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Potential risk factors for asbestos exposure amongst six-month-old infants living in the township of Soweto, South Africa

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During recent years there has been increased attention paid to public exposure to asbestos in the non-occupational environment. As part of a longitudinal cohort study of urban child health and development (the Birth to Ten Project) undertaken in Soweto-Johannesburg, environment and health conditions were assessed, including the potential for exposure to asbestos in low-income housing settlements. Respondents from Soweto reported that 52% of a sample of 1488 six-month-old infants, were living in asbestos-roofed houses. Analyses in relation to the asbestos-roofed houses, showed that more than 63% were older than 20 years, and that ceilings were absent in 62% of such houses. Leaking roofs, water damage and flaking interior paint in 17%, 13% and 14% of asbestos-roofed houses, respectively, indicated considerable infrastructural decay. In 6% of houses, household members themselves had undertaken work involving cutting or sawing the asbestos roofs, during the six-month period prior to the interview. Only 10% of respondents thought that asbestos could adversely affect their health, or that of their children. The study indicated a need for vigilance in relation to the potential for current and future community exposure to asbestos in low-cost, ageing housing settlements in South Africa.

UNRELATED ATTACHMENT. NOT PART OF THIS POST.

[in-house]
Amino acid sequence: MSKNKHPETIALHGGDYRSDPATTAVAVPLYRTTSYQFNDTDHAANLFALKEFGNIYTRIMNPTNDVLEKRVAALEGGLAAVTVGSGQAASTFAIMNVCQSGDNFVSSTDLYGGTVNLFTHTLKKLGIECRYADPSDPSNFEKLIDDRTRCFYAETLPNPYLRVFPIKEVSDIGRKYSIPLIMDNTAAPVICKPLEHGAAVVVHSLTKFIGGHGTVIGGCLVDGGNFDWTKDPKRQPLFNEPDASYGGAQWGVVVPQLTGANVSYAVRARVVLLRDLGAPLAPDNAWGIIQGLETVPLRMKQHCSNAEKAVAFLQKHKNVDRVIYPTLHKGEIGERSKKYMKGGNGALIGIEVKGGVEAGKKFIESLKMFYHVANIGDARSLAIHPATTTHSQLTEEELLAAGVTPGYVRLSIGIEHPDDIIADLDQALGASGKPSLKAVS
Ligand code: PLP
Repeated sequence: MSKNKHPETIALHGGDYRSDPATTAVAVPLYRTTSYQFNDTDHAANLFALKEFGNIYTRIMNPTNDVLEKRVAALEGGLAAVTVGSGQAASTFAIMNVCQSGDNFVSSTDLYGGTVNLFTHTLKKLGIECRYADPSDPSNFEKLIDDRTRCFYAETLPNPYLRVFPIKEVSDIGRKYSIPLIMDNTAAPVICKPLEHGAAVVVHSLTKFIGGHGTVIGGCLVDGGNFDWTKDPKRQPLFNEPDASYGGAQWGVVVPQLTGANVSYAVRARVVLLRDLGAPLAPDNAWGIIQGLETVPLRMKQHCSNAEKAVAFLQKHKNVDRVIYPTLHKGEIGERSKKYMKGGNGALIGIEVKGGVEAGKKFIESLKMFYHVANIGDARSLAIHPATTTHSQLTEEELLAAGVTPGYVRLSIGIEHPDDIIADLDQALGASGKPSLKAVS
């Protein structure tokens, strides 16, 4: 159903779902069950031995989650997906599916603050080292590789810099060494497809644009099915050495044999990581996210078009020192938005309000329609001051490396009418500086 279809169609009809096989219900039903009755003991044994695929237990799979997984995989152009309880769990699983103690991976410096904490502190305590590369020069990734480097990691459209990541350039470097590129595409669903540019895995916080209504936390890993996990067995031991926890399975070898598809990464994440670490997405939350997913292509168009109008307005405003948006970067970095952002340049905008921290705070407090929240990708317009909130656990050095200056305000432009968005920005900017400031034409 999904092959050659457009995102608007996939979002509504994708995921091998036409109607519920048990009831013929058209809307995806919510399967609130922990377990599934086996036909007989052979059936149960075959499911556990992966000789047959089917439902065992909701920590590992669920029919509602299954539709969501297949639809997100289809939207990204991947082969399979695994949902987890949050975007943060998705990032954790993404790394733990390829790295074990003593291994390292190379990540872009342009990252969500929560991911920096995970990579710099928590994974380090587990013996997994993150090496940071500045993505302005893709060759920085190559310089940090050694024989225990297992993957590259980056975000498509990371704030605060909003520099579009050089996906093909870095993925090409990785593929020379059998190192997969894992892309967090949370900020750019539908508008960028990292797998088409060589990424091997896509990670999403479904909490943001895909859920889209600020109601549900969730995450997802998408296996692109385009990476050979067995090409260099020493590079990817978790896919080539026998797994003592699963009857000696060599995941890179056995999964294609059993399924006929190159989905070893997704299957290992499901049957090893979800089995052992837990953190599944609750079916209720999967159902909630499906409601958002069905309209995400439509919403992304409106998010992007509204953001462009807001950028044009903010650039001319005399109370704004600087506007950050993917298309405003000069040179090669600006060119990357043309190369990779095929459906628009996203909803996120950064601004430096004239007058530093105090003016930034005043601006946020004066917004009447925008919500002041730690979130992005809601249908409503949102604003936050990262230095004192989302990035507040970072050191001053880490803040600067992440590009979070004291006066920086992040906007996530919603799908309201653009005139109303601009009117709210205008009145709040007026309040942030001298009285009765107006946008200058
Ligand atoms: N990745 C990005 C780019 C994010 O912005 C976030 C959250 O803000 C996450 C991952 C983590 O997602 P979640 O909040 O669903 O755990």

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Document Type: Research Article

Publication date: June 1, 2000

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